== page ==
Training for a Tri, but racing in a duathlon

Posted at 11:00 AM, Aug 09, 2016
and last updated 2016-08-09 11:24:54-04

After months of training for my first triathlon, I was able to race this past weekend. Unfortunately for me, the triathlon became a duathlon just days before the race. 

The Iron Girl Columbia triathlon is typically a 0.62 mile swim in Centennial Lake, a 16 mile bike on a road course surrounding Centennial Park and a 5K run in Centennial Park. 

The organizers sent an email to participants Friday announcing the cancelation of the swim leg. As a result of the rain and flooding in Ellicott City at the end of July, Centennial Lake flooded. After testing the water levels, organizers determined the water was unsafe for swimmers. 

Obviously the made the right call in canceling the swim to protect athletes. It was disappointing for me because I concentrated much of my training on the swim and was confident it would be one of my strongest legs. 

The triathlon was modified to start with a 0.25 mile run to replace the swim. 

Race day started early Sunday morning. I was up around 4 a.m. and at the park at 5:15 a.m. I was able to eat some cereal for breakfast and drank lots of water. I set up my transition area - bike shoes, helmet and sunglasses. We had to exit transition by 6:40 a.m. and headed to the starting line. 

My age group's wave wasn't scheduled to begin until 7:45 a.m. so I had some time to kill. I think I used the bathroom three or four times - I was definitely nervous!

When the time came, my age group assembled behind the starting line. We paired in groups of two to start. I sprinted through the 0.25 miles to transition. I think the initial run threw some people off, it seemed no one knew whether to sprint or run at their 5K pace. 

I changed my shoes, grabbed my helmet and bike and climbed the small hill to exit transition to the bike course. I felt pretty confident about the bike because I did so much riding in my training. The course was very hilly, but definitely manageable. I wasn't able to pre-ride, but I did drive through the course in my car the day before, so I was somewhat familiar. 

I'm not very good on the downhills, I get very nervous when I pick up a lot of speed, but I had a lot of success on the hills. I was able to catch or pass most of the women who passed me on the downhills. At the 12 mile mark, there was a large flat area before a long, steep climb. I'm very happy with how I handled the last 4 miles, I kept my legs driving and stayed in high gears. The last mile and half was rolling hills, I felt like I had a lot of energy so I just sprinted through them. I felt great coming off my bike to transition.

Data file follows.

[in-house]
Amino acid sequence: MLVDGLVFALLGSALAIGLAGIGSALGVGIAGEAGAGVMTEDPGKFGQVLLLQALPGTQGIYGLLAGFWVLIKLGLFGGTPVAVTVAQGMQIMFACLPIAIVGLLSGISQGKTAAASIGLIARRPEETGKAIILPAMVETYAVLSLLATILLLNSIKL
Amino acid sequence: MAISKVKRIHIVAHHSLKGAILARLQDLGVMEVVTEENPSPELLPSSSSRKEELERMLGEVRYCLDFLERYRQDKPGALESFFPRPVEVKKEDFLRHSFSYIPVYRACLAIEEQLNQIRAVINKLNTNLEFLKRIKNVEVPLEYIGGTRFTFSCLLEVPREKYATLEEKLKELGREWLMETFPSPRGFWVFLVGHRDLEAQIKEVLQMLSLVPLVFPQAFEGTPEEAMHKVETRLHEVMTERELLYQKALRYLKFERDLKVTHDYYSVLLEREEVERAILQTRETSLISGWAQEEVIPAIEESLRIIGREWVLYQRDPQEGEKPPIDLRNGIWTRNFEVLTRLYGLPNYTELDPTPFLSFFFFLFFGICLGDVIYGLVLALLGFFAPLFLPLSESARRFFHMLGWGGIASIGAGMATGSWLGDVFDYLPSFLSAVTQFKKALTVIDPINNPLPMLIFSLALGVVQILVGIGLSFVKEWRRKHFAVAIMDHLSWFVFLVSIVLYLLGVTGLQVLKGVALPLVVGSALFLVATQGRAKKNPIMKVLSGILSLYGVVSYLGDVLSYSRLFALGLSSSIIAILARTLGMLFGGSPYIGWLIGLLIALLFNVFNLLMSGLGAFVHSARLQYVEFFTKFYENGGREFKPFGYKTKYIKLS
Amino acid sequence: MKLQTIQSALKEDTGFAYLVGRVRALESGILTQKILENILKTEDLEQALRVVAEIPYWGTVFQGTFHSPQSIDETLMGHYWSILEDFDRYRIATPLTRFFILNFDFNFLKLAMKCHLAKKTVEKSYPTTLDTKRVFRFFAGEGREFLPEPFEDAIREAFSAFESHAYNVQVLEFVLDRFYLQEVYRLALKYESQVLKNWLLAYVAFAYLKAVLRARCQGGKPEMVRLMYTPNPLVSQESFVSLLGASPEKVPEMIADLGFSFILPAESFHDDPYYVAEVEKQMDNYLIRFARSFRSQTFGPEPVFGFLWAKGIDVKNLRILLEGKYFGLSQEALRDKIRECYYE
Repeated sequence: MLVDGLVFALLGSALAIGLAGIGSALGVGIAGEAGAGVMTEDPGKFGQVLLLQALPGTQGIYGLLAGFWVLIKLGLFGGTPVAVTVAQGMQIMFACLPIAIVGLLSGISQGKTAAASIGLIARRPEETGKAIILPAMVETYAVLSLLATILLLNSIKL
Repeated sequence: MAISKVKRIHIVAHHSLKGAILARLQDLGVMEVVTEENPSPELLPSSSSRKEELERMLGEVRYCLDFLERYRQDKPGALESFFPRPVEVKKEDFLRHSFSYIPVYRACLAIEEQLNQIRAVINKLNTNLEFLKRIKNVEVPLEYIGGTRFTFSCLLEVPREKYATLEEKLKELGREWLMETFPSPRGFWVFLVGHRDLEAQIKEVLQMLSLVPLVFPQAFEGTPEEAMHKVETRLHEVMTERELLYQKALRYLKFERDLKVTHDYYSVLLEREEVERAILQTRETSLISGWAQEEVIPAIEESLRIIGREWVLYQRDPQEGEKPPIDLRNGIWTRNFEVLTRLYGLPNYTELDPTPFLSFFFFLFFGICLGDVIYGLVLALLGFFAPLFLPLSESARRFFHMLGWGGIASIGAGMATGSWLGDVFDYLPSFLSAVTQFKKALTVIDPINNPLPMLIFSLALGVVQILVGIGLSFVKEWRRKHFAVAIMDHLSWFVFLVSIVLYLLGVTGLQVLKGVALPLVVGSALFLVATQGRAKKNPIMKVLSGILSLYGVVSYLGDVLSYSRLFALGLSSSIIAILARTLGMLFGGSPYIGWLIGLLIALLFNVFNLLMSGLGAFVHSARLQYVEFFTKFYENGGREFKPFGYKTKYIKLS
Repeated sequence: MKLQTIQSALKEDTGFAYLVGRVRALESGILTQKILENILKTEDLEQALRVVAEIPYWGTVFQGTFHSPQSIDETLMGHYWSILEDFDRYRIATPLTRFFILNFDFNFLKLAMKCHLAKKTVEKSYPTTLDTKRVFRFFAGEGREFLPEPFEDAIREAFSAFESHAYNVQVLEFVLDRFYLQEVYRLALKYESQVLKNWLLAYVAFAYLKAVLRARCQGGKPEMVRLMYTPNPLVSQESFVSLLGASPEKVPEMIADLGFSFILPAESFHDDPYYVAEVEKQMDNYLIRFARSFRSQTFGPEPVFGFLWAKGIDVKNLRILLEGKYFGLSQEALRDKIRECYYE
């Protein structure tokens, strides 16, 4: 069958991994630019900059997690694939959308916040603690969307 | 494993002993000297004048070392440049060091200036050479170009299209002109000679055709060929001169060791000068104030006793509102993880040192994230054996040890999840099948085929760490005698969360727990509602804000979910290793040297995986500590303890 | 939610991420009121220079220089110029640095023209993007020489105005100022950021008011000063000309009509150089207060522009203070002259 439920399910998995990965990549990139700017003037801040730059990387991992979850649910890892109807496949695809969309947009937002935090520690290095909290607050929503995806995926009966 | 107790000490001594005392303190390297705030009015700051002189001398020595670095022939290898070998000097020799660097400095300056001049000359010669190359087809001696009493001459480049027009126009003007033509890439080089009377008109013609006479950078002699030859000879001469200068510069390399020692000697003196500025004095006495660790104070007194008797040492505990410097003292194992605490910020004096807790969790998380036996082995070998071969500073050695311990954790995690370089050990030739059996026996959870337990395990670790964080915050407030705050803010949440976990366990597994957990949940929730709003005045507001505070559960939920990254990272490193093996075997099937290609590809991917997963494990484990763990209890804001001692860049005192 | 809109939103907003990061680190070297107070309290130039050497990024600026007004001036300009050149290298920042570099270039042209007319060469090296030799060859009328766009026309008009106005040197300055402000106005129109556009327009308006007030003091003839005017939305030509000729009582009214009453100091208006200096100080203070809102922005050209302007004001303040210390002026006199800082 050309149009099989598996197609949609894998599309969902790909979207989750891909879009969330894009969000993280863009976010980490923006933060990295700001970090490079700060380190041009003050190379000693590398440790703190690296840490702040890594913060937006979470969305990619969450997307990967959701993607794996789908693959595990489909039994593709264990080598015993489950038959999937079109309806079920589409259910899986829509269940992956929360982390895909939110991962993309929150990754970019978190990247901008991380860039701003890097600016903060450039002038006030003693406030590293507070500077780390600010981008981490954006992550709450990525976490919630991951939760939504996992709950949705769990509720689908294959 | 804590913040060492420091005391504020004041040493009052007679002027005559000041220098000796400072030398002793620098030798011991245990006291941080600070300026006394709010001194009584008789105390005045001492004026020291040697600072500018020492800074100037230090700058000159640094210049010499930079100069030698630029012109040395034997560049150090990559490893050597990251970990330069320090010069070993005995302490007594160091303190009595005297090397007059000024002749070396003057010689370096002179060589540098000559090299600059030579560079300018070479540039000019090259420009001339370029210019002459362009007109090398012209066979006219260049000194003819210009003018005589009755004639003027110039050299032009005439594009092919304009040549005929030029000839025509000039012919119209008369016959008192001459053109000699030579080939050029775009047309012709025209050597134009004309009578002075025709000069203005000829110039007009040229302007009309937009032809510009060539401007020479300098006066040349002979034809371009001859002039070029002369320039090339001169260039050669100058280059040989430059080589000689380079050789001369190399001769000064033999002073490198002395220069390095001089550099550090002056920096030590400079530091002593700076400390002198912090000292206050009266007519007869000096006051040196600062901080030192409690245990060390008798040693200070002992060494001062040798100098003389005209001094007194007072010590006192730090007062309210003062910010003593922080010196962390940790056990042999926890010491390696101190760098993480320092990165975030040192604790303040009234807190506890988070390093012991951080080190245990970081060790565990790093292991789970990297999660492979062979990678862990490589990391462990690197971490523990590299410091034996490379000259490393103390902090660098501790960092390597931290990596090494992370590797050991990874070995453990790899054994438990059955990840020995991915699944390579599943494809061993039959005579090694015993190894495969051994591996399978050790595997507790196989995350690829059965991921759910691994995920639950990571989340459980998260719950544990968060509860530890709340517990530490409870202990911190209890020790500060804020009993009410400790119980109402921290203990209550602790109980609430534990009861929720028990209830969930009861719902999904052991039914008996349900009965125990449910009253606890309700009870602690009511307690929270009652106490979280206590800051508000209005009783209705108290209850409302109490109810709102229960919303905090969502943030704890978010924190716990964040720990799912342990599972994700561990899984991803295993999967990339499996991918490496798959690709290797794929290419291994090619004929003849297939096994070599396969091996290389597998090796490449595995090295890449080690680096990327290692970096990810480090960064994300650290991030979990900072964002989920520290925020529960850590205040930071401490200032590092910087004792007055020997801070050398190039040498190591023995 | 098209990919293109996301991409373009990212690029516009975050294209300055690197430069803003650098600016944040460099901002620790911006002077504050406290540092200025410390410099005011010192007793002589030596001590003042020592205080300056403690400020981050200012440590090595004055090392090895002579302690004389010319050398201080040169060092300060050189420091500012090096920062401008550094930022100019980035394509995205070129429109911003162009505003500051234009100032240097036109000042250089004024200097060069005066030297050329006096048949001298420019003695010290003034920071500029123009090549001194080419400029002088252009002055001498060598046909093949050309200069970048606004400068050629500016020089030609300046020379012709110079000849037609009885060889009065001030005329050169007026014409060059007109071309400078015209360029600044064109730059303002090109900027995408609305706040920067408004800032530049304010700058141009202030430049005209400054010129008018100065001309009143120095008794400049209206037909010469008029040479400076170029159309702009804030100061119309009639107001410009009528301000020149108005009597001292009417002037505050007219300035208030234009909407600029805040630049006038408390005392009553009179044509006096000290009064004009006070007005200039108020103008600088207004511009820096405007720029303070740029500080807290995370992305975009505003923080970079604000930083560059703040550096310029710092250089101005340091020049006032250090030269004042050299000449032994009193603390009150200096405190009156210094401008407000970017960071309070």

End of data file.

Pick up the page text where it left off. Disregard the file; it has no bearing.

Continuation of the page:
I started the run at a pretty quick pace, I was feeling really good coming off the bike. I might have started a little too quickly, but slowed down and tried to find my even pace, I was hoping to finish the 5K in 30 minutes. Unfortunately, my body had other plans, and my chronic shin splints/calf injuries started to flare up.

The run course was deceptively hilly. Right in the middle of the course, we had to run up a huge hill - twice. With my legs screaming, I had to walk up each time, but I told myself I had to run down. Once I got down the hill for the second time, I had about a mile left. I had lot of energy left, since I was holding such a low pace, so I decided to push it through the finish. I sprinted through the finish line, which felt good, even though I didn't finish with the time I wanted.

I finished with a 1:49 final time. I completed the bike in 1:04 and the 5K in 38 minutes, which wasn't bad considering how much walking I had to do. 

I was slightly disappointed in my times, but the ultimate goal was to finish. I finished and I can't wait to improve on the next one. It was a great race and I would recommend it for anyone wanted to run a triathlon. Everyone was extremely encouraging and it was just a great atmosphere.